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Illustration: Aïda Amer/Axios

A prominent energy venture capital firm and large companies including Microsoft and Duke Energy are launching a new fund to help diversify the clean technology startup sector.

Driving the news: The clean energy and climate-tech focused Energy Impact Partners (EIP) on Wednesday morning unveiled the Elevate Future Fund.

  • It aims to "create a more diverse founder community and inclusive venture capital ecosystem within the broader energy transition."
  • The goal is backing companies founded and led by people from Black, Latino, LGBTQ+ and other underrepresented groups.

How it works: The fund is initially targeting $120 million and has secured over half that from investors that also include Southern Co., Xcel Energy and several others.

EIP has largely targeted growth-stage companies, but the fund will focus on early-stage investments, said Anthony Oni, the new fund's managing partner.

"[C]ultivation of diverse founders needs to start early in the investment lifecycle — Seed and Series A as they are not receiving the early funding to make it to the later stage of investments," Oni said via email.

Why it matters: Communities of color are underrepresented in business ownership and C-Suites, and the startup world is not isolated from the problem.

  • Crunchbase News recently reported that "of the record $161 billion in venture capital invested in the U.S. last year, single-digit percentages went to Black, Latino or female entrepreneurs."
  • Also, with the world far off pace from emissions cuts needed to hold global warming in check, finding a broader pool of entrepreneurial talent matters for everyone.

Where it stands: The new fund has already made three investments, including ChargerHelp!, an LA-based tech company founded by Black women that enables fast servicing of electric vehicle charging stations.

Go deeper

Tom Steyer: Private companies starting to invest more in climate solutions

Photo: Axios

The world will have to spend four trillion dollars a year to solve the climate crisis, Tom Steyer, the billionaire founder of Farallon Capital, said at an Axios virtual event on Thursday, but private businesses will play a crucial role.

Why it matters: Steyer's comments come two weeks after the billionaire launched Galvanize, a climate tech investment platform that will back companies from the seed-stage through private equity and project finance.

Updated Sep 22, 2021 - Axios Events

Watch: A conversation on bold climate commitments

On Wednesday, September 22nd, Axios co-founder Mike Allen and energy reporter Ben Geman hosted a virtual conversation on the innovative approaches climate leaders are undertaking to reshape standards for sustainability initiatives in 2022 and beyond, featuring White House national climate adviser Gina McCarthy and Environmental Defense Fund president Fred Krupp.

Gina McCarthy explained the Biden administration’s recent environmental priorities, the importance of mobilizing different communities to fight climate change, and how the White House is incentivizing private industries to reduce their emissions.   

  • On addressing extreme heat problems: "I think everybody’s beginning to understand as the President tours the sites of wildfires and flooding and other really big challenges like drought, there’s this silent killer for climate change that’s called excess heat, that really doesn’t get enough attention."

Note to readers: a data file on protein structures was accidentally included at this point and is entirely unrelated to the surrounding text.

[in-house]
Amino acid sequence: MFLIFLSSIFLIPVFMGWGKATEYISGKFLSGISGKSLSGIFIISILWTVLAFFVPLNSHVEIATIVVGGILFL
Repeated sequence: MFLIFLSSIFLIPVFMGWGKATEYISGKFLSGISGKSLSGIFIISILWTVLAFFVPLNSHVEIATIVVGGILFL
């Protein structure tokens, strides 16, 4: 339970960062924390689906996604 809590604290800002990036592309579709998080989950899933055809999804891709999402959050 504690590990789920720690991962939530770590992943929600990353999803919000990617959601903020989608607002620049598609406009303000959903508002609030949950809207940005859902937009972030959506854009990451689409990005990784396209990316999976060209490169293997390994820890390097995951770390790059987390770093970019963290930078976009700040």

• On cross-agency collaboration on climate change at a federal level: “It’s an exciting moment where people across the federal government are working together in ways they have never done before, not just to tackle wildfires and droughts and flooding and heat stress, but also to tackle the challenge of how we motivate our business sector and send them all the signals you would want us to send that shows that President Biden is committed to achieving net zero in 2050, and knows that this decade is a decisive decade.”

Fred Krupp highlighted how companies must be held accountable to pledges to reduce their emissions, how some corporations are breaking with lobby associations to become more vocal about climate change (and others are not), and how he believes debates surrounding the infrastructure bill will play out in the near future. 

  • On how corporate lobbying has fallen short: “Right now, we don’t see enough corporations lobbying on behalf of the climate sections of the reconciliation bill. This bill that’s pending in Congress is our once in a decade opportunity to get something done on climate.” 
  • On public support for the infrastructure bill: “I see an enormous amount of support in the American public for moving ahead with a sort of clean energy economy that are going to create tremendous numbers of jobs, clean the air, make people healthier.” 

Axios VP of Communications Yolanda Brignoni hosted a View from the Top segment with GE’s Chief Sustainability Officer Roger Martella, who discussed how GE is following through on their ESG goals by investing in sustainable energy technologies. 

  • “We create some of the most technically complex and critical technologies the world needs, and we’re focused today on innovating these technologies on a path to decarbonization.” 

Thank you GE for sponsoring this event.

Democrats release full text of Biden's $3.5T reconciliation package

House Speaker Nancy Pelosi. Photo: Alex Wong/Getty Images

House Speaker Nancy Pelosi (D-Calif.) on Friday unveiled the full text of President Biden's $3.5 trillion social spending package.

Why it matters: Democrats are racing to finish negotiations and get the bill on the floor as soon as possible so Pelosi can fulfill her promises to both House centrists and progressives about the timing and sequencing of passing the party's dual infrastructure packages.